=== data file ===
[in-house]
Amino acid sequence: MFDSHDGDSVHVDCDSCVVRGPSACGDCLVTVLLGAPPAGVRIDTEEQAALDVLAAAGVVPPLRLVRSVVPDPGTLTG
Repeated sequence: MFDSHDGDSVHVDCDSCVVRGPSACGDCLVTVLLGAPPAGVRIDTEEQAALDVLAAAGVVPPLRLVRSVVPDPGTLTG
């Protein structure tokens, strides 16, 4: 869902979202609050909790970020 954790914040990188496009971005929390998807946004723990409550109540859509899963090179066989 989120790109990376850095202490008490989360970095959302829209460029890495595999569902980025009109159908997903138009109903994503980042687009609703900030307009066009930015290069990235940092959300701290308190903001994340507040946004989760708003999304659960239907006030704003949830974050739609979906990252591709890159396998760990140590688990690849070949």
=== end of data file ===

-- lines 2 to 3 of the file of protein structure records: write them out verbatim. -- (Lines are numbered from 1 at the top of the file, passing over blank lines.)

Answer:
Amino acid sequence: MFDSHDGDSVHVDCDSCVVRGPSACGDCLVTVLLGAPPAGVRIDTEEQAALDVLAAAGVVPPLRLVRSVVPDPGTLTG
Repeated sequence: MFDSHDGDSVHVDCDSCVVRGPSACGDCLVTVLLGAPPAGVRIDTEEQAALDVLAAAGVVPPLRLVRSVVPDPGTLTG